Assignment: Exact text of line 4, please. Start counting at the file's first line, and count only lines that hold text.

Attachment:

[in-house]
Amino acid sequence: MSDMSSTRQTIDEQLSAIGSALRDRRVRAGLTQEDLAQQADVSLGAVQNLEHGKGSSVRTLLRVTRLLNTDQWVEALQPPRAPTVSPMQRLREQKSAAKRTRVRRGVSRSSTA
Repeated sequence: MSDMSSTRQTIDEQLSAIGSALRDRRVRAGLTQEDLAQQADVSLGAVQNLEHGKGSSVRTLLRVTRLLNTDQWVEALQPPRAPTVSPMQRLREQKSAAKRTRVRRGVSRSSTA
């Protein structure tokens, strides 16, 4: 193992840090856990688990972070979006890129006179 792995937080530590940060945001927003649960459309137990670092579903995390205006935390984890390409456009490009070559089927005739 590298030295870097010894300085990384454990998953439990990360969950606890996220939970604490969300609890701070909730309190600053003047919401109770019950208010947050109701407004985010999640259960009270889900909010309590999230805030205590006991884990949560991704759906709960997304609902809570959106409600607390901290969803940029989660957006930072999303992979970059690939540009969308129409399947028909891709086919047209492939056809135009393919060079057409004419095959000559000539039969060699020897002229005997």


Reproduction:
């Protein structure tokens, strides 16, 4: 193992840090856990688990972070979006890129006179 792995937080530590940060945001927003649960459309137990670092579903995390205006935390984890390409456009490009070559089927005739 590298030295870097010894300085990384454990998953439990990360969950606890996220939970604490969300609890701070909730309190600053003047919401109770019950208010947050109701407004985010999640259960009270889900909010309590999230805030205590006991884990949560991704759906709960997304609902809570959106409600607390901290969803940029989660957006930072999303992979970059690939540009969308129409399947028909891709086919047209492939056809135009393919060079057409004419095959000559000539039969060699020897002229005997």